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ad·e·nine (A, Ade),(ad'ĕ-nēn),
adenine/ad·e·nine/ (ad´ĕ-nēn) a purine base; in plant and animal cells usually occurring complexed with ribose or deoxyribose to form adenosine and deoxyadenosine, components of nucleic acids, nucleotides, and coenzymes. A preparation is used to improve the preservation of whole blood. Symbol A.
AdenineOne of 2 (the other is thymine) major purine bases (C5H5N5) in nucleic acid. Adenine pairs with a pyrimidine in nucleic acids—with thymine in DNA, or with uracil in RNA; adenine combines with deoxyribose to form deoxyadenosine in DNA and ribose to form adenosine in RNA. Adenine is a major factor in a plethora of biological and molecular reactions.
ad·e·nine(A, Ade) (ad'ĕ-nēn)
adenineA purine base. One of the four key biochemical units from which genes are formed in DNA and by which the two helical halves of the DNA molecule are linked together. Adenine pairs with thymine in DNA, but in RNA it pairs with uracil.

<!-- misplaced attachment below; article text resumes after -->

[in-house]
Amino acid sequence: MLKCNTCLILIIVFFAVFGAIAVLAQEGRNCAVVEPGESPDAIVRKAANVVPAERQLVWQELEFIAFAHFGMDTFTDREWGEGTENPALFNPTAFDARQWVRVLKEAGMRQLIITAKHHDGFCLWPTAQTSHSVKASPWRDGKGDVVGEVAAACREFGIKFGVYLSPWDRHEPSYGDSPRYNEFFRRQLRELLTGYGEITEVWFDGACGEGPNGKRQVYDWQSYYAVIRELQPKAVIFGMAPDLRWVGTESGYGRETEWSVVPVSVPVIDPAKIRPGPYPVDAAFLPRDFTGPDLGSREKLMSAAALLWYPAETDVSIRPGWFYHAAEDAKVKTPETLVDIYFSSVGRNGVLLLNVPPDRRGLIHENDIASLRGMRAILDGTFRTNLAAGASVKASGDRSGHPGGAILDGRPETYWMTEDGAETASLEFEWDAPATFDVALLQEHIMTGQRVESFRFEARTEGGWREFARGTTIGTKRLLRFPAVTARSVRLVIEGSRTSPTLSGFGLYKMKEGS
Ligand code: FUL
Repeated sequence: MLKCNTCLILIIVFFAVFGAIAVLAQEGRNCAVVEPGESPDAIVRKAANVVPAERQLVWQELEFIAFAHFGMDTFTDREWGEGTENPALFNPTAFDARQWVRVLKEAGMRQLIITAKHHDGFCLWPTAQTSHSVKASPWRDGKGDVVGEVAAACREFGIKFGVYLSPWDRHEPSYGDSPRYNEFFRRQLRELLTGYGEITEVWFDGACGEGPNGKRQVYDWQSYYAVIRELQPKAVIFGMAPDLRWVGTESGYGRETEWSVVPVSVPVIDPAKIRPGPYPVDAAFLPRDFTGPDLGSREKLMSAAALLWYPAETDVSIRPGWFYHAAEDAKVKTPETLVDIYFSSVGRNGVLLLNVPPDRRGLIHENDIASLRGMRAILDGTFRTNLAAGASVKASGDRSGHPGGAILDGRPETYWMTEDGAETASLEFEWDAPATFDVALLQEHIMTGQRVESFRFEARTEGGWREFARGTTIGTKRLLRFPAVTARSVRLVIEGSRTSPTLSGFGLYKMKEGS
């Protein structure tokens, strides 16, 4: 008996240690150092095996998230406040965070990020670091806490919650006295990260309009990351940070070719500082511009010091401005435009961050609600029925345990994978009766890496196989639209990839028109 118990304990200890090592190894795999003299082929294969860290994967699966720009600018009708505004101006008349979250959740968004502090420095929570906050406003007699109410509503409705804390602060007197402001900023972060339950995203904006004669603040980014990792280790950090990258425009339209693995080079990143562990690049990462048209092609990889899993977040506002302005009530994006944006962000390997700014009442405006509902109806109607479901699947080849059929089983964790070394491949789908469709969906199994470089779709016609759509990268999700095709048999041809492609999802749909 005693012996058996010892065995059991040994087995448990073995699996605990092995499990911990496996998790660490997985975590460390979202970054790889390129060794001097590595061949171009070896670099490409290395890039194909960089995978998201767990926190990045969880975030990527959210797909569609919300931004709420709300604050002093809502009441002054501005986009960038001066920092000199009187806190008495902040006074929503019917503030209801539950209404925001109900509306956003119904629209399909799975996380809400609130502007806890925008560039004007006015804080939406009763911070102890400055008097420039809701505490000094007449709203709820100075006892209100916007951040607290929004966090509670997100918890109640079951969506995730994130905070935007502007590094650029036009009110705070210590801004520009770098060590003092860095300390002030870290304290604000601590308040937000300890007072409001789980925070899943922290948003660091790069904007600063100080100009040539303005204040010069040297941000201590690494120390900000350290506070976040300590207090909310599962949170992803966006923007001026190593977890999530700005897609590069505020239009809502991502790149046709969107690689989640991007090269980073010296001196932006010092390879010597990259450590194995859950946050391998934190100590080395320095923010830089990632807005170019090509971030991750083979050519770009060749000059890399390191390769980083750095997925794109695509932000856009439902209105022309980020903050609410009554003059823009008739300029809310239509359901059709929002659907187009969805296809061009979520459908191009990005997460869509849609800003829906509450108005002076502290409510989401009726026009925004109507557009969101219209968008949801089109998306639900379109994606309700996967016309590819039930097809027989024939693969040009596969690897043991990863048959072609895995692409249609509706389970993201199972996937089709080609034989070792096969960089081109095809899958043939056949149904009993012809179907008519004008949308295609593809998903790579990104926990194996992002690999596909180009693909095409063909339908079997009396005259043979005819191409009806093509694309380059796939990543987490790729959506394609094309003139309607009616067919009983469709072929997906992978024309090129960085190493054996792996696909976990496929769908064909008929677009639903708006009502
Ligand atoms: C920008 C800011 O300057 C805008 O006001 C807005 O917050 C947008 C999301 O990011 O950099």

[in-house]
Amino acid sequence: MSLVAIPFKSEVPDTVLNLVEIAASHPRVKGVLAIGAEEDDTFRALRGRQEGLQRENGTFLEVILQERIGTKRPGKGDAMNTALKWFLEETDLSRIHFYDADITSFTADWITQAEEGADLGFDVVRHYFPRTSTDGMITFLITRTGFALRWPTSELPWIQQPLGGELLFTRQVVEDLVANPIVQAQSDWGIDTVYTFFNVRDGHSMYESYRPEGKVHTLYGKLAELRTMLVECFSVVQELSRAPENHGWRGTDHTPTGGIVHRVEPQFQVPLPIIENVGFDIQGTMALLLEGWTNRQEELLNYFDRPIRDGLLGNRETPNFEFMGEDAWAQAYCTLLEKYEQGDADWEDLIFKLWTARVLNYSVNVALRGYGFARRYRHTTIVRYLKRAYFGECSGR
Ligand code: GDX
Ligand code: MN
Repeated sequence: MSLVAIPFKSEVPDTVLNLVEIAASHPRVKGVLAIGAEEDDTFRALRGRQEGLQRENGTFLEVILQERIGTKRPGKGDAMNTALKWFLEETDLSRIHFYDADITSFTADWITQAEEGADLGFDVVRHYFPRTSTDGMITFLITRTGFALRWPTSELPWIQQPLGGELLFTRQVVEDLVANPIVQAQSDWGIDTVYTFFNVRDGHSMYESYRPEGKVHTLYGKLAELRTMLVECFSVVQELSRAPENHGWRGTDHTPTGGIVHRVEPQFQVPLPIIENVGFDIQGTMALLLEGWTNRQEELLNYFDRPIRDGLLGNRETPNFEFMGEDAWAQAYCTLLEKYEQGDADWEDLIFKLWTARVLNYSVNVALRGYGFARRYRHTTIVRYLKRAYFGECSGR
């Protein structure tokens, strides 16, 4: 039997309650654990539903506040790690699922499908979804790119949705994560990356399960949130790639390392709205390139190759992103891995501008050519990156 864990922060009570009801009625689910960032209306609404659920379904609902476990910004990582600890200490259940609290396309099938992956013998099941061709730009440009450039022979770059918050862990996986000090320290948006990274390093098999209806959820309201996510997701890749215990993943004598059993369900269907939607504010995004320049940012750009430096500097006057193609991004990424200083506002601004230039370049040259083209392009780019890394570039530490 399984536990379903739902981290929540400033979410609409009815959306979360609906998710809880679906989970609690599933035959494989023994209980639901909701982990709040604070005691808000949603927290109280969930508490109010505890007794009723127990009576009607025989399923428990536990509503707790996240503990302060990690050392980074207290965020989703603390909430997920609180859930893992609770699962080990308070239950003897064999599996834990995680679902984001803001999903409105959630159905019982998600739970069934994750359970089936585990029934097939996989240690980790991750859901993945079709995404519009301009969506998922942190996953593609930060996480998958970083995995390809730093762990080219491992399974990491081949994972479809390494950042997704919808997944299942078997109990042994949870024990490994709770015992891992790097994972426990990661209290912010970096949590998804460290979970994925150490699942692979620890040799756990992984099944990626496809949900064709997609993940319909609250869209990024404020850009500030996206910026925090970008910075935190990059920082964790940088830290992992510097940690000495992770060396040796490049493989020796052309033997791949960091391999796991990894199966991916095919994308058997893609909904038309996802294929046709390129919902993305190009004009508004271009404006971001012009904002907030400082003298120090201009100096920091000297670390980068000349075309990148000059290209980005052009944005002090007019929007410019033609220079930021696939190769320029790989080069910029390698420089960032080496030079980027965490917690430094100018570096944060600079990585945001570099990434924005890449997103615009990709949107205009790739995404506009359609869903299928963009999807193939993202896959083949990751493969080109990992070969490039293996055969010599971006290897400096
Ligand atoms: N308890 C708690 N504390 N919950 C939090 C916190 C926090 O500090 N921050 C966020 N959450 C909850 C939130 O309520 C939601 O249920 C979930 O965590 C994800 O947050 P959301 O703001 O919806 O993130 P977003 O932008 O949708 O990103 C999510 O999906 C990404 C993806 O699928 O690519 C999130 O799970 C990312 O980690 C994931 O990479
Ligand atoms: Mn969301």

adenine (A)one of four types of nitrogenous bases found in DNA, having the double-ring structure of a class known as PURINES (see Fig. 13 ).
Adenine forms part of a DNA unit called a NUCLEOTIDE and always forms COMPLEMENTARY BASE PAIRING with a DNA PYRIMIDINE base called THYMINE (see Fig. 14 ). When pairing with RNA during TRANSCRIPTION, adenine is complementary to URACIL. Adenine also occurs in RNA molecules, ATP, ADP and AMP.